A Dish of Inspiration from "Chef Jeff"
Food Network's Chef Jeff Henderson talks to Beliefnet about how food helped him find his life's purpose.
BY: Holly Lebowitz Rossi
In Cooked, you talk about how during your trial, you sang a hymn to comfort yourself: "Jesus, I Know You’re Gonna Make A Way For Me." You write later, though, that while you were in jail, you became angry with Jesus. What is your faith life like today?
At the time when I talked about "Jesus, I Know You’re Gonna Make A Way For Me," my life was in the hands of a juror. And when I was found guilty and sent to prison, I became bitter and had disbelief in God.
Over a period of time, I come to the realization that this was part of God’s plan to get me at the point I’m in my life today, and it became a blessing in disguise. But it took trial-and-error and growth and development personally to be able to understand why I was put in that situation because, even when I was on the streets, I was a non-violent person. I cared about people. I had a heart. I had a certain level of consciousness. And, you know, I had to go to prison to find myself, to be able to teach and do the things that I do today.
I am a believer in God, and I am a Christian. And it’s by the grace of God that I’ve made it this far, to live to be 44 years old. I truly believe that my success is directly tied to God’s work, which is rescuing, motivating, inspiring, and uplifting people of all races and from all different communities.
Do you think religious faith is important for at-risk youth, or is having passion enough?
Yeah, I think having a connection to a sort of spirituality that works for you makes you a better person. Young people today just have a disregard for religion and spiritual faith because they’re disgruntled with the churches, the preachers and the lifestyles of some of these mega-churches.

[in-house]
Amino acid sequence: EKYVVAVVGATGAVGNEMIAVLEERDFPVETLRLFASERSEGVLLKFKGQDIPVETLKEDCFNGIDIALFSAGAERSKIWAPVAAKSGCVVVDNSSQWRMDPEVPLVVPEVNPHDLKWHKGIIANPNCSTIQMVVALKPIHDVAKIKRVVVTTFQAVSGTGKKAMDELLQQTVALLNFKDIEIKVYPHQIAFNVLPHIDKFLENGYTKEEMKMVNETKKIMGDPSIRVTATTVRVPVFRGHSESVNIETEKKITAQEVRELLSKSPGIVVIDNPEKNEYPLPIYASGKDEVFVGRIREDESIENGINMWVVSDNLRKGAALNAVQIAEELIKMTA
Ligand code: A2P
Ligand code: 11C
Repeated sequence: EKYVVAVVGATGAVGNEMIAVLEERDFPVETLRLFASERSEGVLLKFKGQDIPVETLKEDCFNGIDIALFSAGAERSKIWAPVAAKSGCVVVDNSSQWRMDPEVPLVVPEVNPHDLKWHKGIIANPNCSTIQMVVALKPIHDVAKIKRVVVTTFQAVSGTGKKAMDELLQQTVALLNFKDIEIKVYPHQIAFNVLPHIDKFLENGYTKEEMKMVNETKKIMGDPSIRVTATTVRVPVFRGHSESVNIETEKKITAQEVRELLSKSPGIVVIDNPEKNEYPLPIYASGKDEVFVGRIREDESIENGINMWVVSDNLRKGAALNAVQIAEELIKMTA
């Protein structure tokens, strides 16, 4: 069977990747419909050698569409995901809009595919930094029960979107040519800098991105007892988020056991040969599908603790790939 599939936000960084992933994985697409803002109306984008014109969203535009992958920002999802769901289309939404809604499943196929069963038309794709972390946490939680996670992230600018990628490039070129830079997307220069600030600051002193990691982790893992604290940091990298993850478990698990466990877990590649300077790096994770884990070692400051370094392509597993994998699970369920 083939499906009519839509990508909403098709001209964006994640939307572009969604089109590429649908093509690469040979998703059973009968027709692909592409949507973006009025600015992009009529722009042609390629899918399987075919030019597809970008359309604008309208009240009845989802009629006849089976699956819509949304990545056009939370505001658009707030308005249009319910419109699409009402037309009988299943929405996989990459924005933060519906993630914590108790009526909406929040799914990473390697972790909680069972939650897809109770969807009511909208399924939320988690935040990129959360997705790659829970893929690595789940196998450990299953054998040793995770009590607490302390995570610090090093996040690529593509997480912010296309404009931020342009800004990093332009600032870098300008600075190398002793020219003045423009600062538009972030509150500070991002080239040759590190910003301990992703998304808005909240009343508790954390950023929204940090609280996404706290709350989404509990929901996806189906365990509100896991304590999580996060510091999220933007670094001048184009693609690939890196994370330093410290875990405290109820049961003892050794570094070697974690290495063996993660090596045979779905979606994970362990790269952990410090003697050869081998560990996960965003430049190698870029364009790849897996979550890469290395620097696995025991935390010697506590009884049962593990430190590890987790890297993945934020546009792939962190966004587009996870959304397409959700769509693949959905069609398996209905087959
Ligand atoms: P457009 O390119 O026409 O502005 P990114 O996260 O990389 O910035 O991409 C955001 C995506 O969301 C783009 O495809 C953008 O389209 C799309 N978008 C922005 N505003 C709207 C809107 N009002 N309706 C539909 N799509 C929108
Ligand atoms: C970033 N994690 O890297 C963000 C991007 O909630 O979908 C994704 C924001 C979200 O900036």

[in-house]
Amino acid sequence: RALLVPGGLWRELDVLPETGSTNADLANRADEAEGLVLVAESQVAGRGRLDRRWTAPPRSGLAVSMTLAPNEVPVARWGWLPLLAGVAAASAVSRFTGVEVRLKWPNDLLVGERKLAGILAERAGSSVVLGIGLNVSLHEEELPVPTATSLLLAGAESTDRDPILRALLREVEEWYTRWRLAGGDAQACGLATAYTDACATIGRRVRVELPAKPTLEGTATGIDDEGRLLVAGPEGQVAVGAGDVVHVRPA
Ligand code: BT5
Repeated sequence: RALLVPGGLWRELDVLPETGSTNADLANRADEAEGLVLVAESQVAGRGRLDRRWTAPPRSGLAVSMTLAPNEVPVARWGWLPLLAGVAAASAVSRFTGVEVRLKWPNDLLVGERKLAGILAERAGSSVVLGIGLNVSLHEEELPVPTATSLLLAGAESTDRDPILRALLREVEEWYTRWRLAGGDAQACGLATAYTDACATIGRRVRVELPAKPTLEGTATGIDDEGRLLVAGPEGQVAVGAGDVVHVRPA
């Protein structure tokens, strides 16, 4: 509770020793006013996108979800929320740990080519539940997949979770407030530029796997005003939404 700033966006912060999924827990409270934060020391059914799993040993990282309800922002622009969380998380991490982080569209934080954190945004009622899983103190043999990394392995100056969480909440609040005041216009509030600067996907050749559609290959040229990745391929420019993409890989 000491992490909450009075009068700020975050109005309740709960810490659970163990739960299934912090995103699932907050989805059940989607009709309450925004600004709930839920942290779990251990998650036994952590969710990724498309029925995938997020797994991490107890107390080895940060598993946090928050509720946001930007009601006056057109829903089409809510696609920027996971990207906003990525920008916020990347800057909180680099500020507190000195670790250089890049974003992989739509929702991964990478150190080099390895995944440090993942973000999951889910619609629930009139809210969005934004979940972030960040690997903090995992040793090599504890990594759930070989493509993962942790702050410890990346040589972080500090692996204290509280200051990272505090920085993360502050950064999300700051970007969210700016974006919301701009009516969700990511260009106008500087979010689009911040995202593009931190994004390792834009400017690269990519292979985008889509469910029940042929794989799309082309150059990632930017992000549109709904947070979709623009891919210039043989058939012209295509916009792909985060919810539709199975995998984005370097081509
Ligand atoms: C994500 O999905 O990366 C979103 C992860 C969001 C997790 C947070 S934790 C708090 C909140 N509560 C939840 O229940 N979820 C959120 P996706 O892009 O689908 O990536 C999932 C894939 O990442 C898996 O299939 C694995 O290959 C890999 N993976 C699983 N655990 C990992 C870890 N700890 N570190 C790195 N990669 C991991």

I believe that, in order to bring a young person who comes from adverse backgrounds, who has no confidence and hope in themselves or this country, that you have to work on changing their thought process first.
How do you define manhood?
In my former life, I defined manhood by having the most cars, the most beautiful women, money which brought status and credibility in my circle and in the world that I was living in.
Today, I define a man as a person, a man of purpose, a man of structure, a man of conviction, someone who values his family, his children, his community, and is not valued by what he has materialistically.
Having missed out on having loving male figures in your life as a young man, how do you show love to your wife and children, to the young people that you mentor?
I try to give them what I never got. I’ve seen and been around examples of love and fatherhood. When I speak to young men especially, and my sons, I hug them. I encourage them. I reinforce them. You know, I let them know that I believe in them and I see potential.
I know the smile that it brings to a young man’s face when I tell them I love him and I care about him, and I see potential in him. And I truly believe the foundation of change and success, whether it’s fatherhood, personal, or professional success, is that you have to find your purpose before you can have a dream. And, you know, once you do that, then things begin to manifest in your life.
What do you think is the first most basic thing that a kid who’s heading toward trouble needs to hear to make them change course?
Tough love talk about the consequences of making bad choices, because a lot of young people make wrong choices as far as gangs, drugs, and crime, but they don’t know the consequence. They don’t know the outcome. They don’t know the impact it has on community, on victims.
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